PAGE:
Students were to create a visual response to the plight of homeless populations in our communities.  The response could include visual references to the idea of shells as "shell-ters" from a story told them of a homeless person I had met who was found living in an unused bandshell in East River Park in New York City and a class discussion of their own personal encounters with homeless people in our and other communities. Of particular concern were the homeless children sheltered at the Jardin de los Ninos in Las Cruces, NM.




PaperClay for Ceramic Sculptors: A Studio Companion. - How-to about the the modeling medium of ceramic paperclays (Earthenware Clay., Terra Cotta Clay., Stoneware Clay., porcelain) for all ages, beginner to expert level.

Working with Paperclay and Other Additives. - This highly technical account includes discussions and illustrations of the work of ceramic artists who work with this type of clay. There are no projects as such, but the description of materials and methods is valuable for potters working with this medium.



As these were projects done by AP Studio 3D Design students, the rubric established by the College Board for portfolio evaluation was used in an individual-to-teacher self-critique on a scale of 1-6, 1 being poor to 6-excellent, with respect to the overall effect of the piece and its use of space and texture.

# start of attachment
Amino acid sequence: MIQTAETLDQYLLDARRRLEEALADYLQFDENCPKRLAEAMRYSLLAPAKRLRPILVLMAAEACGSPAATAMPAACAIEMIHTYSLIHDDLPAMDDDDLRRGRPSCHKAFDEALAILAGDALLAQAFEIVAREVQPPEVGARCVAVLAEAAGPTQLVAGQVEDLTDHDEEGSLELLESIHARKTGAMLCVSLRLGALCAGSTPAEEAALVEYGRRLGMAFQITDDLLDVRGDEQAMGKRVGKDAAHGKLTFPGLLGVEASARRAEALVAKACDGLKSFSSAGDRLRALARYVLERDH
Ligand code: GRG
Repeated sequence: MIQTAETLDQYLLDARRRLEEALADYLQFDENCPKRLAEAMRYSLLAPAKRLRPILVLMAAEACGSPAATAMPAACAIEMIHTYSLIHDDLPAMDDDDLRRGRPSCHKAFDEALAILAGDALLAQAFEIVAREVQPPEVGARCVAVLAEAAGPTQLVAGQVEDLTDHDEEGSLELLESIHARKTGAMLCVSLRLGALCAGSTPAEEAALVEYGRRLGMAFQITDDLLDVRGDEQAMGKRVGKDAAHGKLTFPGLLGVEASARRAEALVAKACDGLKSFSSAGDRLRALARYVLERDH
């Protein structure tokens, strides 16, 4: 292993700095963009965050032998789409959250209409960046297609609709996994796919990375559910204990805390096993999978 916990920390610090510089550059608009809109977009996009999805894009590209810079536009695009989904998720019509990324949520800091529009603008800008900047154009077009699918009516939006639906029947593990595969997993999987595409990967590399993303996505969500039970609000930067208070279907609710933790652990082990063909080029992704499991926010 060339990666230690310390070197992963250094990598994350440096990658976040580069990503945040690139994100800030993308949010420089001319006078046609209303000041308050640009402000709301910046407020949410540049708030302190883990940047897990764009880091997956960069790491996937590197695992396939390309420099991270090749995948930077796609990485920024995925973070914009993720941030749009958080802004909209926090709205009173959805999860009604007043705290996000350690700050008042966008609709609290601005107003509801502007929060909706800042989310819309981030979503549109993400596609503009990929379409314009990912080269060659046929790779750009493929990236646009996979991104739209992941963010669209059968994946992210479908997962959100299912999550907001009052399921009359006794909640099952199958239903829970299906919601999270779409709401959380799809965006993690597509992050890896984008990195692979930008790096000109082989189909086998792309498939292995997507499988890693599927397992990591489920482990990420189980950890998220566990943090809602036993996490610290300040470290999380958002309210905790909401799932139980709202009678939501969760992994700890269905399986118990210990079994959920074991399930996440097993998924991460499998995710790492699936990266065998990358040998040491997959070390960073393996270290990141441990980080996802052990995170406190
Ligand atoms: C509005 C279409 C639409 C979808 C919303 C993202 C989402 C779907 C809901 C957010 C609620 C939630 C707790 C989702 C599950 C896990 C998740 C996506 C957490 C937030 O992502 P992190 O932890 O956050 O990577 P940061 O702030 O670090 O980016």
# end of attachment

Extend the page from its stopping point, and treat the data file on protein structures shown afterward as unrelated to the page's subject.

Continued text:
Alternate Rubric (for those who do not have the AP rubric)


Assessment Rubric

Student Name:

Class Period:

Assignment: Paperclay Sculpture

Date Completed:

Circle the number in pencil that best shows how well you feel that you completed that criterion for the assignment.




Needs Improvement

Rate Yourself

Teacher’s Rating

Criteria 1 – Sketches and planning


9 – 8


6 or less



Criteria 2 – Execution of plans -overall presentation of ideas - use of texture and space


9 – 8


6 or less



Criteria 3 – Forming techniques/construction


9 – 8


6 or less



Criteria 4 – Effort: took time to develop idea & complete project? (Didn't rush.) Good use of class time?


9 – 8


6 or less



Criteria 5 – Craftsmanship – Neat, clean & complete? Skillful use of the art tools & media?


9 – 8


6 or less



Total: 50
x 2 = 100
(possible points)







Your Total

Teacher Total


Student Comments:

Teacher Comments:


National Standards (those covered will depend on how much class discussion there is and presentation of other works)